Citizen Pain is in da house

A production 24 years in the making… Citizen Pain! Yes, that’s how long I lived in the U.S. under work visas, then under spouse visas as a resident immigrant. Becoming American has never been something that appealed to me on an emotional level (I’m Canadian, I don’t have to fake it!)

But in recent years I have come to realize just how many rights which I thought applied to residents do in fact apply only to citizens: the right to legal representation, for example. And immigrants can get in trouble for a lot of legal activities, such as supporting civil rights groups, marching and protesting, or using certain privacy software like Tor or Signal. As my attorney and friend said, you can be right about the issue but you’ll still get in a mountain of trouble.

So this year I decided to bite the bullet, particularly since I was hoping to vote after over two decades of paying taxes. Unfortunately, a lot of immigrants had the same idea and my application, though sent in April, was not processed in time. But in the weeks since the horrible November 8 election, the Obama administration worked hard to child-proof the country, including processing as much of the immigration backlog as possible. It was my privilege to be sworn in today as a citizen, on the last tenure day of the president I admired so much.

The oath ceremony took place at the historic Paramount Theatre in Oakland, California, and 1,240 new citizens from 91 countries were sworn in. (I understand that throughout the country, this week was a marathon of such events, thematically linked to Martin Luther King Jr. Day.) We were also able to apply for a U.S. passport and voter registration, so I took care of these items.

To be honest, the ceremony was a little odd, because U.S. Citizenship and Immigration Services personnel are trying to be nice, joyful, congratulatory — and until this moment, none of us applicants have seen them be anything but suspicious, stern, and disengaged. As my friend Sean Nittner put it, it’s like having the Department of Motor Vehicles throw you a party! Also, when they were listing the 91 countries of origin, they forgot Canada. Dudes!

After the ceremony and various paperwork, we moved next door to Tiera Mia Coffee for our first caffeine of the day. We took a table in a corner and were having a nice conversation between my husband Edmund, my friends Sean and Dorene, and me, waiting for another friend, Marc, to join us. But then a weird incident happened.

First, this tall guy approached our table and just loomed over us, staring at Sean who asked if everything was okay. The guy said yes, still glaring; Sean gave a few polite words (something like “Good, I’m glad. You have a good day, now.”) It was said in his typical courteous way, didn’t sound snarky in the least. The guy went back to his table and we forgot about the incident.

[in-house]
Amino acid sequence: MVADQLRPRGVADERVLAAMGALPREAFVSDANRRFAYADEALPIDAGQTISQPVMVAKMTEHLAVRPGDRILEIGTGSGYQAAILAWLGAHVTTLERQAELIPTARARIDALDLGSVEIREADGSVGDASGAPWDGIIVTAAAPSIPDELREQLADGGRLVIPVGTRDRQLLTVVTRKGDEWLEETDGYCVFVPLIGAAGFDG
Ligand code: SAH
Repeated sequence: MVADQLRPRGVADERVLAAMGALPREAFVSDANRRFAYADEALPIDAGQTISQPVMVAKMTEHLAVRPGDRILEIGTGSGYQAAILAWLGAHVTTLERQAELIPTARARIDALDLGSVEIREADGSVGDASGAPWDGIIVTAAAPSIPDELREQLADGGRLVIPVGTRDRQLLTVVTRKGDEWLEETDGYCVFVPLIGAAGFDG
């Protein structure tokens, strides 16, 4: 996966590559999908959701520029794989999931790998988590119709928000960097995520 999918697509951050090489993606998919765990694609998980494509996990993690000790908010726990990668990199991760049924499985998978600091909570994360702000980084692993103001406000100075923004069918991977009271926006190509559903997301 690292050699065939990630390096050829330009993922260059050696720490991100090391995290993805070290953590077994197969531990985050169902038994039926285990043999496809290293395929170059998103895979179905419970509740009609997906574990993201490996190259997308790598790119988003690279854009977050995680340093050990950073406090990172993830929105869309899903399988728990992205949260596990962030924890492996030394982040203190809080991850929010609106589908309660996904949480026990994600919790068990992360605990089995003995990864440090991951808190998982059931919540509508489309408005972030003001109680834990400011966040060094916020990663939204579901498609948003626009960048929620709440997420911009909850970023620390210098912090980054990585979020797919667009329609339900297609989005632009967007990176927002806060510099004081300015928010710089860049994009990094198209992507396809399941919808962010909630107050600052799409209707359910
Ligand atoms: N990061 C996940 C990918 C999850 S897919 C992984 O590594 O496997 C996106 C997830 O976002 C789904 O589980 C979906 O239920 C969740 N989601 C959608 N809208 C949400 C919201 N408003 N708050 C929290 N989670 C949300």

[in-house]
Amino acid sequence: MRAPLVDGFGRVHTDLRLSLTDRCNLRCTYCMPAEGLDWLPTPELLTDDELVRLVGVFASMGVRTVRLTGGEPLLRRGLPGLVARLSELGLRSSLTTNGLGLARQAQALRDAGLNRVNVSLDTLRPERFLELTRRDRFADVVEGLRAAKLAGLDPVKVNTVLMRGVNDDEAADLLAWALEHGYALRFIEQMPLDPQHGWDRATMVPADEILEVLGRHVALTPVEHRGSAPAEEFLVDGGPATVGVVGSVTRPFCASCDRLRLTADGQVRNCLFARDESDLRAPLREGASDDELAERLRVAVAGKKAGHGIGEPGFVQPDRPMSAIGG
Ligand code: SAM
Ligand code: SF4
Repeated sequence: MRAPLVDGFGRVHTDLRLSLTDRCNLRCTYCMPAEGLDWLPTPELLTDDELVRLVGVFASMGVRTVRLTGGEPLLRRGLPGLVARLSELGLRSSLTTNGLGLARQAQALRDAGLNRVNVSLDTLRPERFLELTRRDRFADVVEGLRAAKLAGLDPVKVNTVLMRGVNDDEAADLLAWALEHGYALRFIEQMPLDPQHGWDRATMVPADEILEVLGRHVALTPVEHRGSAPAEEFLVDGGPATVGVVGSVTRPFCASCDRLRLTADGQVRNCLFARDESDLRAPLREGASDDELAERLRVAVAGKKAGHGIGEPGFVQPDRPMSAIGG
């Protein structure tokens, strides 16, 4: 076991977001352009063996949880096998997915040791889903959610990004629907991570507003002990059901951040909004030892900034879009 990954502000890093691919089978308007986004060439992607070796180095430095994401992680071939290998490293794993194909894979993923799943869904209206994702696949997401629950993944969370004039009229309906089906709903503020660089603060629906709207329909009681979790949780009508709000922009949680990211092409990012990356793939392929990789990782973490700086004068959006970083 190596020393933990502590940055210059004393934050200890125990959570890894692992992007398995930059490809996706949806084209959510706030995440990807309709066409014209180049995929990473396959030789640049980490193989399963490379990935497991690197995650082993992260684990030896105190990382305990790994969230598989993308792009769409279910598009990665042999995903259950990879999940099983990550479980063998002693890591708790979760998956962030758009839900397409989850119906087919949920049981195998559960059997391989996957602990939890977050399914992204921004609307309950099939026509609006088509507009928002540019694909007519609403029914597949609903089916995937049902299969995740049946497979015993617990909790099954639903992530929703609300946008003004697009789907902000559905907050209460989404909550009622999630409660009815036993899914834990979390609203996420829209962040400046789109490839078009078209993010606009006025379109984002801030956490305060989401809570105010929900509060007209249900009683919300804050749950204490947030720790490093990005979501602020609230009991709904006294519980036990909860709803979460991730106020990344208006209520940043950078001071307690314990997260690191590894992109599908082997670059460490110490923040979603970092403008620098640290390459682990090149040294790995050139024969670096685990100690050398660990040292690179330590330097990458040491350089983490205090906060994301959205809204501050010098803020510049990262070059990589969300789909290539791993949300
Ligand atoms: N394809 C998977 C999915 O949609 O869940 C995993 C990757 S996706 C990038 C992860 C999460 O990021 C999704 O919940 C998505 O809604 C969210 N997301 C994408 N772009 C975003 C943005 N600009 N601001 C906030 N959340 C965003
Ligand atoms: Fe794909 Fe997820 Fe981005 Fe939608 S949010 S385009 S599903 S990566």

Then maybe 30 minutes later, he got up, marched to our table and shoved his sandwich (and knuckles) in Sean’s face, then flipped our table in Sean’s lap! Cups and plates went flying, we were splashed and so were our table neighbours, and we all jumped to our feet yelling “What the hell! Why did you do that?” Without answering, the guy spat in Sean’s face, twice! Then he grabbed his skateboard and stomped off, never explaining himself.

The cafe manager called the police and a couple of officers showed up a few minutes later, took down the stories, and viewed the cafe’s surveillance camera footage. The best we can guess is that it was a case of mistaken identity; the guy did not give the vibe of someone looking to pick a fight with anyone, just with Sean.

After some cleaning up and new drinks, and telling the whole story to our friend Marc, we moved a couple of blocks up the street to Agave Uptown, an Oaxacan restaurant where I had made a lunch reservation. Happily, we encountered no further weirdness, and all felt like we had had enough for a while.

As a newly minted registered voter, I plan to keep the phone red-hot with calls to political representatives. Until now my opinion has never mattered; if you’re not a registered voter, your signatures and calls don’t count. But I do plan on being counted now. And I know calls are much more effective than form letters and Internet petitions. So I will use my new citizenship, oh yes I will.

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Day 18, Cycle 5: Waterworks

The scarf is from Ysharros.
The scarf is from Ysharros.

Today I had a biometrics appointment at the U.S. Citizenship & Immigration Services as part of the naturalization process. That means fingerprinting and photo, again. When I got to the USCIS office I pointed out that I’d just been there in March to get the very same for my green card renewal, and was told “Oh, that’s a completely different department!” (Same place, same few people, same equipment, I swear it was in fact the very same machine!)